I used to travel around with a band, in a van, all over the country. In the five years of owning that van, we put on 500,000 miles — 100,000 a year, which averages out to 275 miles a day, every day, for five years straight.
But of course, since there were some days we were home, and others when we would play multiple days in one place, so the actual average number of miles driven on the days we drove was a whole lot higher than that. Like the time we had to make it from Seattle to Huntsville, Alabama, in 39 hours. That’s 2,500 miles in a day and half. The next day after that, we had to drive another 775 miles to get to the next gig. But that’s another story.
You might not imagine it, but when we were in the van driving around, it was mostly quiet, other than the road noise from the highway. Oh, sure, we talked and laughed a bunch and pointed out things we saw along the way, but mostly we sat in silence, in our own thoughts and prayers.
After what we’ve just been through, however, and with what we are told still lies ahead, 2020 will probably shoot to the top of the list of most memorable year ever — which clearly is not the same as most cherished year ever.
One of the things we did to keep ourselves occupied, as a group activity, was to dissolve clouds. Just what I said. It’s something we became quite proficient at. We would pick a cloud out in the sky and all stare at it. Gradually but surely it would get smaller and less dense until it was gone. I can’t tell you how, or what was going on inside everyone’s head, because we didn’t discuss it; no one was interested in anyone else’s process; we just did it. And we picked out some big ones, too!
I was reminded of that this morning, after going through a back-and-forth exchange with a business associate with whom I am currently and actively involved on a project. It had become apparent, in our last couple of communications and correspondences, that there was tension between us during the process of getting to know each other’s style in order to bring the project to completion. We had reached a point where we needed to come to a consensus.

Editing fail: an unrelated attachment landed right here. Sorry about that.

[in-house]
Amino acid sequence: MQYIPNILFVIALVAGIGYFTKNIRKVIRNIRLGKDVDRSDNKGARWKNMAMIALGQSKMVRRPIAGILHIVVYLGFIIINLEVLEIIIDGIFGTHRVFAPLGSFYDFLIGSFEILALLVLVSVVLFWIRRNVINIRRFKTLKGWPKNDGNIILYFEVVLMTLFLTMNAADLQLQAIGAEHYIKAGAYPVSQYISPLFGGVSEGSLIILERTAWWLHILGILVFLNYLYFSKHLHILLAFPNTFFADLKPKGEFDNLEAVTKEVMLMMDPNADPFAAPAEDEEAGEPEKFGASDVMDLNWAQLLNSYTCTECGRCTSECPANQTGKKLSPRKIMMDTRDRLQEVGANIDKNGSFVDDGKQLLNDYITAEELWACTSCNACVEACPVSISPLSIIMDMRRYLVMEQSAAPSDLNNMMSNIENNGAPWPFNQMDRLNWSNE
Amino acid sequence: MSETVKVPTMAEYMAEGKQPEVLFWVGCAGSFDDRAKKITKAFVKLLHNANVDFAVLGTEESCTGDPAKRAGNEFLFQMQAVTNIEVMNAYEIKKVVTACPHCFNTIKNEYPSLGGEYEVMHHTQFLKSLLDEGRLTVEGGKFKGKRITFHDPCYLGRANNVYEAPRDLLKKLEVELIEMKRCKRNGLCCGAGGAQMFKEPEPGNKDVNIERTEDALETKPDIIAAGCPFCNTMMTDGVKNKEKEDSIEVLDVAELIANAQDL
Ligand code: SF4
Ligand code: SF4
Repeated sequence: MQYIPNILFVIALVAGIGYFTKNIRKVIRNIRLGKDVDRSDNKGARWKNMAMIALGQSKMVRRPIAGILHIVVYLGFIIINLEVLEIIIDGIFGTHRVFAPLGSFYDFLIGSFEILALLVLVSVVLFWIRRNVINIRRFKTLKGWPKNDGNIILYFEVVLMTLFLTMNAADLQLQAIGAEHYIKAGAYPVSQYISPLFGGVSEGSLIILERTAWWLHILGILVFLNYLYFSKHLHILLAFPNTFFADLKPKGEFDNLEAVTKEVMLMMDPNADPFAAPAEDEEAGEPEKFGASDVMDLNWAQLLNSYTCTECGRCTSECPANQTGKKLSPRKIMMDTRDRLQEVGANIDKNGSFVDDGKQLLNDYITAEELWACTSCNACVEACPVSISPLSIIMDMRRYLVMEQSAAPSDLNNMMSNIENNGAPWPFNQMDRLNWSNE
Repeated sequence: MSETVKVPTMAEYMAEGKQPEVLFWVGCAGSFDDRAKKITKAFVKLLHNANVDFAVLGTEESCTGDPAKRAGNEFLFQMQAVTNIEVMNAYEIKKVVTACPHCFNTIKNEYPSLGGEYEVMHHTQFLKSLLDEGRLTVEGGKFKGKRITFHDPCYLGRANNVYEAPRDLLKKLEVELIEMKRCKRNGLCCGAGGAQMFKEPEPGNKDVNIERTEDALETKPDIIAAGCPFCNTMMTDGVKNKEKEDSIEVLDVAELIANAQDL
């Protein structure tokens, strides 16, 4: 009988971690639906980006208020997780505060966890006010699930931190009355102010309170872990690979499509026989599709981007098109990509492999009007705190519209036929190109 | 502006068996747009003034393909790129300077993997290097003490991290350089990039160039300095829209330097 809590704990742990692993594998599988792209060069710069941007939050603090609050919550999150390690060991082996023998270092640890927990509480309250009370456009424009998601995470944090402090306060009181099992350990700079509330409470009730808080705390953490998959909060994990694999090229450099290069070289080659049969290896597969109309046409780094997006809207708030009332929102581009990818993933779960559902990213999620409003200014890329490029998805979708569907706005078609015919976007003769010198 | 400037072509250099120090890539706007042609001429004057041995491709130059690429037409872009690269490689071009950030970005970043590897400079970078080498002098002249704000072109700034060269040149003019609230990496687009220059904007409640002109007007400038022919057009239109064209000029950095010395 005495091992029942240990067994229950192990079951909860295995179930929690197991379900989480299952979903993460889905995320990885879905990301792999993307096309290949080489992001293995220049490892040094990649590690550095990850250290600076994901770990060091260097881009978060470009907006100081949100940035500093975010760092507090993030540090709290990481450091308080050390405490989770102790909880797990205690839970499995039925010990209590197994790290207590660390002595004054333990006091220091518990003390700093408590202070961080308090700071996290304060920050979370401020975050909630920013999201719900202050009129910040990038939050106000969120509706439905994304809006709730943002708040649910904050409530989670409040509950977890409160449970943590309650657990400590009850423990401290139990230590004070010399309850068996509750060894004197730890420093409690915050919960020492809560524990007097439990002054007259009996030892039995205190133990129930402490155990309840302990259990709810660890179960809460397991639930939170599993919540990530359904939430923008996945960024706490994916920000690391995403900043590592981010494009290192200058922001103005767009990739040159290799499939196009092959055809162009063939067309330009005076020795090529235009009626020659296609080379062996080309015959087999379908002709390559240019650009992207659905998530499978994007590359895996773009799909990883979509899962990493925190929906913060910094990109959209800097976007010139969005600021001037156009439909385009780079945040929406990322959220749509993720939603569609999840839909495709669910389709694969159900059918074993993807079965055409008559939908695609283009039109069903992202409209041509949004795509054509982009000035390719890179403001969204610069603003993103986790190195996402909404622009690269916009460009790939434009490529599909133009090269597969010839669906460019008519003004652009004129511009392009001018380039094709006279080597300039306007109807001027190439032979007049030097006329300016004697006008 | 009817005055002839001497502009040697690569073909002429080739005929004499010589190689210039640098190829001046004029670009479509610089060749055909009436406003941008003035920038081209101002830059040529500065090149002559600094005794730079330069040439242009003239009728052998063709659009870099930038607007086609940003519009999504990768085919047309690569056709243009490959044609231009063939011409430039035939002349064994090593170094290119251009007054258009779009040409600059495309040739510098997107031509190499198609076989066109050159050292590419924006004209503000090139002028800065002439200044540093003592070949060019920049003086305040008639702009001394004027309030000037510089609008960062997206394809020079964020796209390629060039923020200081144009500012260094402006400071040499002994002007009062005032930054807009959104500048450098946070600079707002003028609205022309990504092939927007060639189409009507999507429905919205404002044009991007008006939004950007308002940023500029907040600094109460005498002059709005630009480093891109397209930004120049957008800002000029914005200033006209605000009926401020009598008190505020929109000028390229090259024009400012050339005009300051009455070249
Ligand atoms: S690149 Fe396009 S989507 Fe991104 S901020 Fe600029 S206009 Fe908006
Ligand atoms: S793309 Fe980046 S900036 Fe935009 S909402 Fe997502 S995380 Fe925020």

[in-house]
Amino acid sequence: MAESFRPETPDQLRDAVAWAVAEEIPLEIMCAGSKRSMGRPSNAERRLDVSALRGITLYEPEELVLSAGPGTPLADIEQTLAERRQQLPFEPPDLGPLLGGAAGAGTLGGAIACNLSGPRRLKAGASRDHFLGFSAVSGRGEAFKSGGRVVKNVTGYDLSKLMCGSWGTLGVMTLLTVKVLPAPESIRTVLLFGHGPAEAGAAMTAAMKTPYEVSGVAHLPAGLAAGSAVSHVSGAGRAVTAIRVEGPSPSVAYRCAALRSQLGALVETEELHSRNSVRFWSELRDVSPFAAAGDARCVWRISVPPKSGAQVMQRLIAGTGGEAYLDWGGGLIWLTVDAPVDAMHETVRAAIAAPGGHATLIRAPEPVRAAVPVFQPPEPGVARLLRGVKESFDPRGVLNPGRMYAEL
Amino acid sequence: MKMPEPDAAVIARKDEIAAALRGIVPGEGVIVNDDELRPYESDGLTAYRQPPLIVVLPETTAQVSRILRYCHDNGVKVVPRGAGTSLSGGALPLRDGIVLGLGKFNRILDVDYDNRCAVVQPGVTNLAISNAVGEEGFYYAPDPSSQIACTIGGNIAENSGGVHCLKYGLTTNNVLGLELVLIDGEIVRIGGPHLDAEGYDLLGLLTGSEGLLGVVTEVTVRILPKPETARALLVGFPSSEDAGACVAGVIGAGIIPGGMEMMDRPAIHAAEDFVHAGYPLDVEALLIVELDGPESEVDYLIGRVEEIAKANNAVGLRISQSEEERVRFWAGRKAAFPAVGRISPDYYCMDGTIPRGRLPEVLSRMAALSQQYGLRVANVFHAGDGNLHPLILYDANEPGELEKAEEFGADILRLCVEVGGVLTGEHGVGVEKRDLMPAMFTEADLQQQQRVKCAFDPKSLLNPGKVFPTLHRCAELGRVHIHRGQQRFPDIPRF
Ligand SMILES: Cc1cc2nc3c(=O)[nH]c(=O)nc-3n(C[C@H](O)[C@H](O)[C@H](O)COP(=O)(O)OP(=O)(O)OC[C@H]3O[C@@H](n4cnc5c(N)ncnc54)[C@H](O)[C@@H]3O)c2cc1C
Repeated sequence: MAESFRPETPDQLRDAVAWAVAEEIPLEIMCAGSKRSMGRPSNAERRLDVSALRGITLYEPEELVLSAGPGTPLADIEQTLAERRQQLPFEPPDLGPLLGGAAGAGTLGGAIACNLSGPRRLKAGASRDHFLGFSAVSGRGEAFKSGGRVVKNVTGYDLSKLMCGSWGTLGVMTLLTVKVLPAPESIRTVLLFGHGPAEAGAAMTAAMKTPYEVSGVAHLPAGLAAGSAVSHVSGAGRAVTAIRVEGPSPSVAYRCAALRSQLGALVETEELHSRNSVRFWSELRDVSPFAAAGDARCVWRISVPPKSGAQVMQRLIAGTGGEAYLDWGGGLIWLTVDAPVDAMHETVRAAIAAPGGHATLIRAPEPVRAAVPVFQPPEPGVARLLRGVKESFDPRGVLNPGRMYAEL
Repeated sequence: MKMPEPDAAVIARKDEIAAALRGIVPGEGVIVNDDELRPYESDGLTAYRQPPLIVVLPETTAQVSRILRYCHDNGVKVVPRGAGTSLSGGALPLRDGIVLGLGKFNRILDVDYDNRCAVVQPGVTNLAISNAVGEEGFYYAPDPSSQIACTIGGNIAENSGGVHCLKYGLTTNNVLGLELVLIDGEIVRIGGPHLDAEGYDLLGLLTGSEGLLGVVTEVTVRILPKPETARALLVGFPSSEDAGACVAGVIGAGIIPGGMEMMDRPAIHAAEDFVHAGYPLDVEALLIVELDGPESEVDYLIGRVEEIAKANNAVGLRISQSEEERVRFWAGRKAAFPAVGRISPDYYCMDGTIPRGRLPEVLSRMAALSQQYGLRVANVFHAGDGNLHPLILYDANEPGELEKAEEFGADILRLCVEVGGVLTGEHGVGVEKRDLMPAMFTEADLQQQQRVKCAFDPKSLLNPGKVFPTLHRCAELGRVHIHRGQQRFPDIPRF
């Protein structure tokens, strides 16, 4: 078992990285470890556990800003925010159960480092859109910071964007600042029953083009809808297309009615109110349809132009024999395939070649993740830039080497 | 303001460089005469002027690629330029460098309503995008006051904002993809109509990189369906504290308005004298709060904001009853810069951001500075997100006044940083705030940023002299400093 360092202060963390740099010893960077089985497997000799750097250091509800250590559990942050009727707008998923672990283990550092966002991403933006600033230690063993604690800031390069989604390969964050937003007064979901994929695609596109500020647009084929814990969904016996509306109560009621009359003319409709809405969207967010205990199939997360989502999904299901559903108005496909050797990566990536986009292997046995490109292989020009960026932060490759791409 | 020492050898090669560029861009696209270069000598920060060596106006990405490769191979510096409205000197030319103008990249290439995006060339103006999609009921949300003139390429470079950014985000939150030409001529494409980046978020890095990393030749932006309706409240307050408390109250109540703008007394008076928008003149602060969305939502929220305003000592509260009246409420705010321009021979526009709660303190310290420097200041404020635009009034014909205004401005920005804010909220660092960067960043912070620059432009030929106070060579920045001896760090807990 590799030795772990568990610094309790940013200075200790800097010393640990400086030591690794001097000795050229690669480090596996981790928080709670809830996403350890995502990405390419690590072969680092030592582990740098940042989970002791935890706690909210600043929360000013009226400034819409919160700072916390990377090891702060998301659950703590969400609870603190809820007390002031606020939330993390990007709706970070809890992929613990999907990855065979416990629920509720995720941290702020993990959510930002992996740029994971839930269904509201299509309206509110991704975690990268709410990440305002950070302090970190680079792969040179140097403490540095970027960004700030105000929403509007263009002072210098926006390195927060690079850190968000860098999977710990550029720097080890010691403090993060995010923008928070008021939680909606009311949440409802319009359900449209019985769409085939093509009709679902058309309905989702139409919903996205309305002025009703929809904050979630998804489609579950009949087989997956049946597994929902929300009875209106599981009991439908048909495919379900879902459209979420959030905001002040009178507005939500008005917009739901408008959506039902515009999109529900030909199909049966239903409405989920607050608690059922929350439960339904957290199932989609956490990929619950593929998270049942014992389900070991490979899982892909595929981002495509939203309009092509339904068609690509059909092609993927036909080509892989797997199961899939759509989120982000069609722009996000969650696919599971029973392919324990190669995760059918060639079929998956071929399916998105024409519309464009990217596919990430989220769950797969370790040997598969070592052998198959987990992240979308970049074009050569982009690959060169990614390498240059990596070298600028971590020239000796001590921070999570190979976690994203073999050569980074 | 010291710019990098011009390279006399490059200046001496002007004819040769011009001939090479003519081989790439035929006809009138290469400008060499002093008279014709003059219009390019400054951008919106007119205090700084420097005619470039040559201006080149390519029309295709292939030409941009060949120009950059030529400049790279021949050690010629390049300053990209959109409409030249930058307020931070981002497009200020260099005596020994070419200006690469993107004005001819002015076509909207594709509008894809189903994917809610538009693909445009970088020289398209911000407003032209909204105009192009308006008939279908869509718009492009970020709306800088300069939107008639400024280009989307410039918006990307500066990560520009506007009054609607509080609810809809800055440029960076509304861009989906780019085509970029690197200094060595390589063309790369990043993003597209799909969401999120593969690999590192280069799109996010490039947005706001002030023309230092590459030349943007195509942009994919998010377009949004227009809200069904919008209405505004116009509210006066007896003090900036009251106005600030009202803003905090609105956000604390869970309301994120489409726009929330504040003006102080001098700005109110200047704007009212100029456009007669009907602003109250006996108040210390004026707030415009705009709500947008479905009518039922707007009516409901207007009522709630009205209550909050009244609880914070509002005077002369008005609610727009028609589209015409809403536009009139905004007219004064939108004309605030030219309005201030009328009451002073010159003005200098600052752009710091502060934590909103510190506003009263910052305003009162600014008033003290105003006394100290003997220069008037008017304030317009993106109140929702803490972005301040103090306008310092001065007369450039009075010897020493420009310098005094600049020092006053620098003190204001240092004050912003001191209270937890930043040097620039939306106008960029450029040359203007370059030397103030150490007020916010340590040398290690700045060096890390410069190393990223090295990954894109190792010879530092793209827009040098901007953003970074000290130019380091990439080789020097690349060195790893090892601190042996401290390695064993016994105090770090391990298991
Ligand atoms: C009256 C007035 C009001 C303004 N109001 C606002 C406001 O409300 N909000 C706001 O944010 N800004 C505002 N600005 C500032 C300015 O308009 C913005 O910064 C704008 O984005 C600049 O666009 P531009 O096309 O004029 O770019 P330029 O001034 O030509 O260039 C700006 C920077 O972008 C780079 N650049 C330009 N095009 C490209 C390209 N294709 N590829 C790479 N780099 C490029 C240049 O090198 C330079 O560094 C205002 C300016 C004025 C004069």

And the ball was in my court.
I decided that the best thing for my mental health, and for my creative self, too, was to speak clearly and truthfully from my heart regarding what I felt about the project, how I saw it going, or at least how I hoped it could go. Maybe that sounds obvious, but sometimes it’s a matter of tact, caution and professionalism. And also, because it takes time and effort, or at least it takes me time and effort to plunge into my heart, sort out my thoughts and feelings, and write it down in an eloquent way. By the end of the day, the other person replied back with equal energy, enthusiasm and relief. And with that, the energy between us was gone!
I now realize the value of those exercises we did back in that van; dissolving the water vapor clouds floating high above the ground was preparation for the real work: dissolving clouds of illusion, indifference, uncertainty, distrust, exhaustion and fear.
"...in our personal lives we place all sorts of artificial limitations on ourselves by framing things as either/or and convincing ourselves it’s one or the other."
I used to think it was a matter of using one’s imagination to bring about results in the physical realm — for those clouds, sure enough, were there and then they weren’t. I associated imagination with mind, with brain and with head, but after what I witnessed and felt today, I now know that dissolving clouds also involves the heart.
May this column serve to nudge you to take the time and make the effort to open your heart and sort out your thoughts and feelings, and articulate them with words that may penetrate and dissolve the clouds that would block out the light and the love between us.
"One such lesson that I have had to re-learn many times over, and which I thought I had a handle on until it reared its head again earlier this week, involves the relationship between mountains and molehills..."
"Those relationships and those shared episodes are the treasures of a lifetime, and when I envision where I want to be and what I want to be doing – a year, or five or 10 or however many years from now..."